Micro-targeting has been around a fair while across the democratic world. The current American presidential race introduces technology like never before. Skynews ran a piece on the delights of an app for that.
Their reporter stood outside the house of a lady called Sarah, identified by the Obama team’s app as worthy of attention by dint of not having a registered party affiliation. Here’s a couple of screenshots.
I naturally noticed that this part of the app was entitled ‘script’.
Hey [Name], my name is [YOUR NAME] and I’m a volunteer with Obama for America. How are you today? [ENGAGE IN CONVERSATION]
Who do you support for President?
How old school no school is that?
Being at the time in Africa, I couldn’t download the app to check it out myself. Nor could I find its ‘script’ online. So there may be jewels contained elsewhere in the code of which I’m sadly unaware.
Even so, it’s difficult to see how this script starts off on anything other than the wrong foot.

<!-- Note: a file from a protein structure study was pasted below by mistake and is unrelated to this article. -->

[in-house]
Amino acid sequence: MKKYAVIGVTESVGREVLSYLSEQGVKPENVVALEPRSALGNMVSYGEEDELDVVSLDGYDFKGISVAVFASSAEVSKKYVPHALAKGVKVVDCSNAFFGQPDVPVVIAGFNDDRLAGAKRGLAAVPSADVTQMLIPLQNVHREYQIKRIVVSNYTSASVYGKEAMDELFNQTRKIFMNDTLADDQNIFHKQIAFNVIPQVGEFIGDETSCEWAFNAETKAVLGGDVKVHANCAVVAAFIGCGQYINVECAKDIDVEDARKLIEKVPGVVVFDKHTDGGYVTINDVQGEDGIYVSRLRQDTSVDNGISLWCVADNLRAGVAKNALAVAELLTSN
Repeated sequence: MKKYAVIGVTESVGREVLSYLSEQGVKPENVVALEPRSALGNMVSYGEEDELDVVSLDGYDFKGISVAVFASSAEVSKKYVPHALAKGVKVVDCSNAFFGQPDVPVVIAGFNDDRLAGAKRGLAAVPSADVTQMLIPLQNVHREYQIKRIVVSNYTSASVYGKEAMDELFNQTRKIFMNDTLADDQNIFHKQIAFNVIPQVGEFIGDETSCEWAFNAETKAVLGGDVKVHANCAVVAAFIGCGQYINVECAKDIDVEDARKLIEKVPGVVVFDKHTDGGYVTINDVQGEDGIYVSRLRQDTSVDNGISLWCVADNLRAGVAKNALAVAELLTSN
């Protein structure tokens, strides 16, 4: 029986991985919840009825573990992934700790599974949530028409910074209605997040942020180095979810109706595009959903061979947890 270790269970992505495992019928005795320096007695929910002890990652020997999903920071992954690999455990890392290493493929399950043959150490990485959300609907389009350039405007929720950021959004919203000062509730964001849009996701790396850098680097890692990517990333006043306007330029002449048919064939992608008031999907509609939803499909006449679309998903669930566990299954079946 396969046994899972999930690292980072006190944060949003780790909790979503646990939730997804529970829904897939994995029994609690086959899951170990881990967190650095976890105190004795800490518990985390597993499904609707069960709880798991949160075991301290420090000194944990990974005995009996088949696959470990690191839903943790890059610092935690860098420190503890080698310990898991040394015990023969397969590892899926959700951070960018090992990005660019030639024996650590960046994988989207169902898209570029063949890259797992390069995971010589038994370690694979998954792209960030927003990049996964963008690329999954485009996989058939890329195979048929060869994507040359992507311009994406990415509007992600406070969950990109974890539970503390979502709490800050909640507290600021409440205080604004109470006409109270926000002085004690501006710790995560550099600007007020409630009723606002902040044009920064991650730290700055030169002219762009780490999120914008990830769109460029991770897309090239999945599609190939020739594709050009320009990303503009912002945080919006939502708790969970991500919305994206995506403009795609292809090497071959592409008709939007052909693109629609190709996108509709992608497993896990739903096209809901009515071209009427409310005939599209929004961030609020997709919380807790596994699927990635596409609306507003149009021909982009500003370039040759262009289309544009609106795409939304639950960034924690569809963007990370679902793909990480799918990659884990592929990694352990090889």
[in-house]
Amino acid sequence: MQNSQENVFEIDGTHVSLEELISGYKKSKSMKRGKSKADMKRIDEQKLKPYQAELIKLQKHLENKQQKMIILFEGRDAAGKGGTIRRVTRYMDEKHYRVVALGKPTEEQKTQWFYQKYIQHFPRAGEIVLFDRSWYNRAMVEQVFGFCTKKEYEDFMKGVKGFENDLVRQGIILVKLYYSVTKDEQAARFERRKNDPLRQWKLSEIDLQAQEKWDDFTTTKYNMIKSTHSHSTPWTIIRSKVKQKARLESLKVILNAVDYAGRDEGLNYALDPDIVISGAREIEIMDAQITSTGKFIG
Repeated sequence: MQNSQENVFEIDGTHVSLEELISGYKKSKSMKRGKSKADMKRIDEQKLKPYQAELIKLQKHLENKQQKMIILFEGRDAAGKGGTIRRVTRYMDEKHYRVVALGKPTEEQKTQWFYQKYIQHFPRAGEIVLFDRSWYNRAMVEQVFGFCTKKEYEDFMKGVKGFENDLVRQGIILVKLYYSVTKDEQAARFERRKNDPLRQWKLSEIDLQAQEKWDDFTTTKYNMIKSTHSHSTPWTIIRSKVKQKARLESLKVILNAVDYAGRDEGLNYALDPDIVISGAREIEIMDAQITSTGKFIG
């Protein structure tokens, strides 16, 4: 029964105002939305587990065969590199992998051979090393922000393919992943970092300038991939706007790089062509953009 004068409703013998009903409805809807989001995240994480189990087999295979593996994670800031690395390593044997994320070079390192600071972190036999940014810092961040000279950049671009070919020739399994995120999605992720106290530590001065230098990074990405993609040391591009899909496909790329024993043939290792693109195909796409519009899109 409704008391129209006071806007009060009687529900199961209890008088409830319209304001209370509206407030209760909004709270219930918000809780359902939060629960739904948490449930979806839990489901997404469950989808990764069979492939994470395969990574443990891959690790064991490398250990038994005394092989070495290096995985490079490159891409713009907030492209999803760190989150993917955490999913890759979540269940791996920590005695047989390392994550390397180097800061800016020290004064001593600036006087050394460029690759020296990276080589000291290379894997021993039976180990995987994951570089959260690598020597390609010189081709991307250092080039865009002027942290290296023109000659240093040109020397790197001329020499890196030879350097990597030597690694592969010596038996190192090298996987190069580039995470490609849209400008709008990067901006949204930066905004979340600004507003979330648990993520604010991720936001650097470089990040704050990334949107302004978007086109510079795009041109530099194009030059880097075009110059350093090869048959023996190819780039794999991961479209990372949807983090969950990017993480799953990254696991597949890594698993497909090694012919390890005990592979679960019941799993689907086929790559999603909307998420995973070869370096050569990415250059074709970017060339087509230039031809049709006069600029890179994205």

Let’s start with the aim. Is there one? Explicitly made? Is it to simply record any voting preference? Or is it to secure someone as on the same side?
It’s only once you nail the precise objective can you really start sculpting your ‘script’.
In this case, I’d likely kick-off with my trusted underwhelmed, hesitant, almost nervy delivery. And use the best forms of word I’ve ever come across for this. In its entirety, something like;
hello…I just wondered, erm, if you were, erh, grappling with who to vote for next week for president… is that something you’re grappling with?
The difference in results would I am sure be enormous.
In the spirit of neutrality, the reporter then popped along to one of the opposition’s campaign HQs. And here was a prominent note on a wall. Hardened cold-callers will smile at this one.